Ed “Big Daddy” Roth, a counterculture legend who brought snarling monsters and wacky fiberglass road oddities to the mainstream in the late 1950s and 1960s, was a kind of patron saint of hot rods, rock ‘n roll, and Rat Fink. Through stickers, t-shirts, posters, and model kits, his style of thick-lined, “weird” art combined with eye-catching custom cars made the Southern California “Kustom Kulture” nationally influential. Roth’s designs, which were initially thought to be too strange for mainstream audiences, changed the way people thought about car culture and art in general. Go to any car show today and you’ll see Roth’s imagery and plenty of imitators attempting to recreate the Rat Fink look.
Roth began drawing when he and his family moved to Bell, California, from Beverly Hills. Because his family refused to speak English at home, Roth had to learn it in school while continuing his art studies. While trying to keep up in school, he began drawing hot rods and monsters at a young age. His father, a strict German cabinetmaker, taught him and his brothers the fundamentals of construction at home. Roth began experimenting with strange contraptions and odd angles in his work here. Roth graduated from high school in 1945 and attended college for a short time before dropping out and joining the Air Force in 1951. He studied map making after joining the army and worked as a barber on the side. Roth was stationed in Morocco before being transferred to South Carolina for the final four years of his military career. He returned home in 1955, married quickly, and had five children while working at Sears and striping cars on the side. Roth began working as an automobile bodybuilder in 1958, where he began forming outfits out of fiberglass. His first car, a 1951 Ford Sport Custom Model A Sedan, was dubbed “Little Jewel.”
Roth began drawing nasty little characters representing the hot rod scene while building custom cars. Rat Fink, a green, gear-head rat who rode motorcycles and drove hot rods with a maniacal expression on his face, was his most well-known creation. Rat Fink and the other grotesque monsters that drove their way across Roth’s “Weirdo” shirts first appeared in 1958, but by the August 1959 issue of Car Craft magazine, Roth’s designs had taken over the hot rod mainstream.
Roth’s hot rod monsters arrived just in time. The Universal Monsters were regaining popularity, and fans were looking for creatures regardless of whether they were traditional IPs or not. Rat Fink wasn’t just on t-shirts and posters; there were hot rod monster model kits that netted Roth thousands of dollars in royalties. Roth’s custom cars were an extension of his work with his Rat Fink cartoons and his childhood woodworking. In 1959, he created “the Outlaw,” a car with a complete fiberglass body. It was featured in the January 1960 issue of Car Craft and was seen at hot rod shows throughout Southern California. People were so taken with his Outlaw design that they embraced a slew of wild Roth customs that followed.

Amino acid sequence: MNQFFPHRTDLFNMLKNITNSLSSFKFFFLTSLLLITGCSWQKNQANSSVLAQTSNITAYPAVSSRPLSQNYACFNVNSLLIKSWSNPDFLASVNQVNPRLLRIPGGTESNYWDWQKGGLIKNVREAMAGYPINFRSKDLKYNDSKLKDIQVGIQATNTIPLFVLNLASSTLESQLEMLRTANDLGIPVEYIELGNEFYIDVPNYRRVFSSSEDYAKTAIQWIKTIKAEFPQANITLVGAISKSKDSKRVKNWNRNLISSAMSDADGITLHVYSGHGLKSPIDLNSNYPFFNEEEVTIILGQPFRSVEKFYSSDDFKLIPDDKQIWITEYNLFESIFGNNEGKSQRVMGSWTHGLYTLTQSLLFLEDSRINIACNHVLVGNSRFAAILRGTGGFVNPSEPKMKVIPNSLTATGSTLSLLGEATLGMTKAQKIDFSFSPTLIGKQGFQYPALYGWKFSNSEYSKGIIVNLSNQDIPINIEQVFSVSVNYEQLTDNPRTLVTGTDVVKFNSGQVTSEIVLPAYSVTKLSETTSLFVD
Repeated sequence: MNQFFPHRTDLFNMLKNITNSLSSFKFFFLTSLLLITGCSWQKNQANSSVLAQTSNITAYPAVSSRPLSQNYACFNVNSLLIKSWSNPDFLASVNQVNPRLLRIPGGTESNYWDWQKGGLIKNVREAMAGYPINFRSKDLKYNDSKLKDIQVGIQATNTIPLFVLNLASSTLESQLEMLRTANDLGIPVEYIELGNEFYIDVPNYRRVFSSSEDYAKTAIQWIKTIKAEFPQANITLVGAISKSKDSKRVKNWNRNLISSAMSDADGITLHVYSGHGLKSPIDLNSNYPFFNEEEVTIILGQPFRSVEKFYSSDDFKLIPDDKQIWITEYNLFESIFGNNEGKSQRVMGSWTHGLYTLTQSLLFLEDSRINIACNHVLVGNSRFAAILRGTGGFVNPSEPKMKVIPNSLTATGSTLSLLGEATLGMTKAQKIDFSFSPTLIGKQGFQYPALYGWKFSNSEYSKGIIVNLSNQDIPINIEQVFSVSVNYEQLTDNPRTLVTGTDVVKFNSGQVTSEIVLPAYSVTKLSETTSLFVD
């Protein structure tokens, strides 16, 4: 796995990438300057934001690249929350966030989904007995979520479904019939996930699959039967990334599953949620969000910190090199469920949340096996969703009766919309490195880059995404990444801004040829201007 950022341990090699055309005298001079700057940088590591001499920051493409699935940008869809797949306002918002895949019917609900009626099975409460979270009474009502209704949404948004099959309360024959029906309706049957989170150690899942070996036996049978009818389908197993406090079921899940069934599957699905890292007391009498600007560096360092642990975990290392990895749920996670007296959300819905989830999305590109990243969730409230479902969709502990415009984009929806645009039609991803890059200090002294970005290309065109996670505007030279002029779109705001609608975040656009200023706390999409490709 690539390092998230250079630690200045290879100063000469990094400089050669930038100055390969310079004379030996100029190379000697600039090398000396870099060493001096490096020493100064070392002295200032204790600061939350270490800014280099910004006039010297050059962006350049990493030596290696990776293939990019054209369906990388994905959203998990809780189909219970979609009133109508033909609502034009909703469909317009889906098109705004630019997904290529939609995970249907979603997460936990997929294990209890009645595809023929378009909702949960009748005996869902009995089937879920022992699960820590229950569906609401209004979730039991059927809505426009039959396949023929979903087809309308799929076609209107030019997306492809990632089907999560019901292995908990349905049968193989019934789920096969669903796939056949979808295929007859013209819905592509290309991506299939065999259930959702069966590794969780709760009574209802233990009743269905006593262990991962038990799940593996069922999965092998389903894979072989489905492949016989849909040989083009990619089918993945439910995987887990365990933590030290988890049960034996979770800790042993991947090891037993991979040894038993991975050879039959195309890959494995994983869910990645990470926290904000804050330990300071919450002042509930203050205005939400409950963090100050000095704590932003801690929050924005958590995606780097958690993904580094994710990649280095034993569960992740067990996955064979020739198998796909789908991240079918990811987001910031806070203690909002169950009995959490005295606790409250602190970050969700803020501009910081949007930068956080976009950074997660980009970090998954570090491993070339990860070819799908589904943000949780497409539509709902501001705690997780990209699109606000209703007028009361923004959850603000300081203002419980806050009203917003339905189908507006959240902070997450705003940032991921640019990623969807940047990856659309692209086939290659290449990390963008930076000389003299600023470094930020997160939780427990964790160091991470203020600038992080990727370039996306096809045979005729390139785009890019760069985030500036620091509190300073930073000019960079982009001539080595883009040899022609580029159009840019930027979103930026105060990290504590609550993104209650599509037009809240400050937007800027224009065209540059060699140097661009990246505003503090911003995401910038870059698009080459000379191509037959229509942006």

Cars like the Beatnik Bandit, the Mysterion with twin Ford engines, the Orbitron, and the Road Agent are still among the coolest rides available. The Sulfite, his rad surf buggy, appeared in the film Beach Blanket Bingo in 1965, bringing his custom car popularity to an all-time high. In the early 1960s, in between building custom cars and drawing hot road monsters, Roth formed Mr. Gasser & the Weirdos, a novelty band. Roth fronted the band as Mr. Gasser, and they released three very strange surf rock LPs like “Hot Rod Hootenanny.” The songs were all about how Gasser and the Weirdos like to surf and drive around town in their hot rods, engaging in various debaucheries. The group served as a model for bands such as The Cramps and The Sonics. All three of the band’s LPs have been collected in a box set that is well worth seeking out if you don’t want to spend a lot of money on out-of-print LPs.
After Rat Fink’s popularity faded in the early 1970s, Roth abandoned hot rods, surf music, and everything else that had made him famous. He joined The Church of Jesus Christ of Latter-day Saints in 1974. He shaved his head and devoted himself to social work. It’s not a bad life, but it’s a far cry from the rest of his. If you went to Knots Berry Farm in the 1970s and 1980s, you would have seen his graphic design work, which was unfortunately his final foray into art. Roth died of a heart attack on April 1, 2001, at the age of 69. Big Daddy may have passed away, but Rat Fink lives on.